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Merger approval without a specific acquiring or target firm 

Dec 1,2021

Merger approval

The Competition Act 89 of 1998 (“Competition Act“) and Commission Rules[1] contain review provisions that establish a mandatory filing regime for transactions that meet the statutory definition of a merger. The Competition Act and Commission Rules set out these mandatory requirements from the premise of there being a primary acquiring firm and primary target firm. This is clear from section 13A(2) of the Competition Act which provides that “In the case of an intermediate or a large merger, the primary acquiring firm and the primary target firm must each provide a copy of the notice…” [Emphasis underlined].

However, how does the Competition Commission conduct its investigation pursuant to section 13B of the Competition Act when at the time of filing, it is not clear as to which firm would be a subsidiary of the other?

The competition authorities had occasion to consider the above issue on 23 September 2021, when the Competition Tribunal (“Tribunal“) unconditionally approved a large merger in terms of which either Fairvest Property Holdings Limited (“Fairvest“) or Arrowhead Properties Limited (“Arrowhead“) would be a subsidiary of the other.

The Tribunal recognised that the outcome as to which of the two parties would be the holding company and which the subsidiary will be driven by the route the merging parties choose to follow.[2] The transaction had two possible outcomes in that the merging parties would either –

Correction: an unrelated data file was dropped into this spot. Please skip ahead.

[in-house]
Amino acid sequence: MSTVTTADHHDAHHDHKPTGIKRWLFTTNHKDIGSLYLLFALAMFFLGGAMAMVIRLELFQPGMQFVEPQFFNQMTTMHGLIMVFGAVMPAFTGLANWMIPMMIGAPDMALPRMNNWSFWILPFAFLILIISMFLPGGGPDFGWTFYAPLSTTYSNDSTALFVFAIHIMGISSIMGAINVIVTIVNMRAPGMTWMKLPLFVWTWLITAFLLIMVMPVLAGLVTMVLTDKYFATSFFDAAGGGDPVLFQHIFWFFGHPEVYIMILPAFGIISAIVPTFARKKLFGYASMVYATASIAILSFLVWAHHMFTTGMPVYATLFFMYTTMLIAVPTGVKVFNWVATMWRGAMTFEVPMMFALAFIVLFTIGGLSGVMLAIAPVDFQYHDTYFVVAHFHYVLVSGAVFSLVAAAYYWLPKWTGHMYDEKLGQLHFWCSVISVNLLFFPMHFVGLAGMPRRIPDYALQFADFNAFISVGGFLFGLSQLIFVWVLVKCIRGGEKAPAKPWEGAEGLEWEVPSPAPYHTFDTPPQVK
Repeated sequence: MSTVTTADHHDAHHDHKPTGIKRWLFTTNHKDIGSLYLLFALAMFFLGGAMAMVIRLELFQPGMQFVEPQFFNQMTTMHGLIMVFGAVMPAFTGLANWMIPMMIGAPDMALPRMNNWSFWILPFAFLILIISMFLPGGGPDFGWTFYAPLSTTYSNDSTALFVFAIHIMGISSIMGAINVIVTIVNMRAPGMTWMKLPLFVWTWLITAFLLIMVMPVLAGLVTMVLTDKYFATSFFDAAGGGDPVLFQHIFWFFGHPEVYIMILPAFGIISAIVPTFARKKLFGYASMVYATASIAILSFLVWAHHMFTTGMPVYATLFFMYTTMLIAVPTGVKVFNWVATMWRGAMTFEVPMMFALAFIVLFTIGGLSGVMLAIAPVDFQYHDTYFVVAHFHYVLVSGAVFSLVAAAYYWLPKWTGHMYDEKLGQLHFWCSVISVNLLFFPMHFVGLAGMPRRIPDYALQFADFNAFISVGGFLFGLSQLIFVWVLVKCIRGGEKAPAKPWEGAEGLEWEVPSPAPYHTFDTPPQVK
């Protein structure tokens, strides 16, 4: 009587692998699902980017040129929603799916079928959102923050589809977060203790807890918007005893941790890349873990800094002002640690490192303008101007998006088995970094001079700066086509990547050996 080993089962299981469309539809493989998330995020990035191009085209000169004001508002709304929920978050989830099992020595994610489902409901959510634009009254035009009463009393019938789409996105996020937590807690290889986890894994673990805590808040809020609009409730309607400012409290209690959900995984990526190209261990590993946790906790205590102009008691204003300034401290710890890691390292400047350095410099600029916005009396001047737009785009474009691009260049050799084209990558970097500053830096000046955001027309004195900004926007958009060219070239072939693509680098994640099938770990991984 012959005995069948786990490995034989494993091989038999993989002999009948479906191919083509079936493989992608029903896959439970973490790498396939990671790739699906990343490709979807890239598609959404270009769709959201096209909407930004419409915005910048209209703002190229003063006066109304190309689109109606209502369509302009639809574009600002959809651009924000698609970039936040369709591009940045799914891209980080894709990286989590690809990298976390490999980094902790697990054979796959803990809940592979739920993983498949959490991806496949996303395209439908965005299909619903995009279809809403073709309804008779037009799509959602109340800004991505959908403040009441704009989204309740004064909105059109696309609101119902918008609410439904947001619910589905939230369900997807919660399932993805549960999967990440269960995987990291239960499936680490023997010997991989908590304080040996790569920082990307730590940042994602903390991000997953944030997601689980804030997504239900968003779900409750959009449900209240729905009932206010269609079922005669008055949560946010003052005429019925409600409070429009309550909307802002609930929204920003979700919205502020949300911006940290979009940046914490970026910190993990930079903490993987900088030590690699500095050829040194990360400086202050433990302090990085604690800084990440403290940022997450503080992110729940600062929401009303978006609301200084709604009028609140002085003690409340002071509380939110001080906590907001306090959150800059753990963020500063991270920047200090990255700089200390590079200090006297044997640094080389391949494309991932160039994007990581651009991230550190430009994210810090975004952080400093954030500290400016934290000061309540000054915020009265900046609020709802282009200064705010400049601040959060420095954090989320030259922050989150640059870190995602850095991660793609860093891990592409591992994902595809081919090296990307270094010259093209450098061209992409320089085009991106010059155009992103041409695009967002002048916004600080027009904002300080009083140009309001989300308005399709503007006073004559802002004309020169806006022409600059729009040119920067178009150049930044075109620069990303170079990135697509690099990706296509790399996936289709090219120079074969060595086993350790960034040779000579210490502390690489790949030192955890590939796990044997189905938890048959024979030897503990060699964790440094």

• pursue a full merger through a scheme of arrangement where 100% of Fairvest shareholders swap their ordinary shares in Fairvest for newly issued B ordinary shares in Arrowhead; alternatively
  • Fairvest would pursue the acquisition of sufficient Arrowhead shares that will make it, at a minimum, a majority controlling shareholder of Arrowhead, this will trigger an obligation to make comparable offers to acquire all the remaining shares in Arrowhead to all shareholders.[3]

Approved by the Tribunal

The transaction was ultimately approved by the Tribunal even though either firm could ultimately be a subsidiary of the other.

As to which entity constitutes the acquirer was not material to the competitive analysis of the transaction. This was because the effect of the merged entity on the competitive landscape would still be the same – whoever the acquirer might be.

Therefore, irrespective of whichever route is taken, this would result in the same outcome from a purely substantive competition and public interest perspective. The market structure impact would be the same post-merger – arising from the amalgamation of the Fairvest and Arrowhead portfolios.

Understanding the competitive landscape and clearly articulating the impact of a merger/amalgamation in instances such as these is critically important. Interpreting the relevant factors and succinctly articulating the transaction from a competition law perspective, can assist parties in moving forward towards a mutually beneficial outcome for all shareholders. And yes, it is possible to approach the competition authorities even though the final controlling entity might be unknown.

Werksmans Attorneys acted as the commercial and competition law advisors to Fairvest in this matter

[1] See Rule 27(1)(b) of the Rules for the Conduct of Proceedings in the Competition Commission (“Commission Rules“)

[2] See Fairvest Property Holdings Limited or Arrowhead Properties Limited Case no: LM047Jul21 at paragraph 1.

[3] Ibid at paragraph 2.

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by Ahmore Burger-Smidt, Director and Head of Data Privacy and Cybercrime Practice and member of the Competition Law Practice; and Dale Adams, Associate

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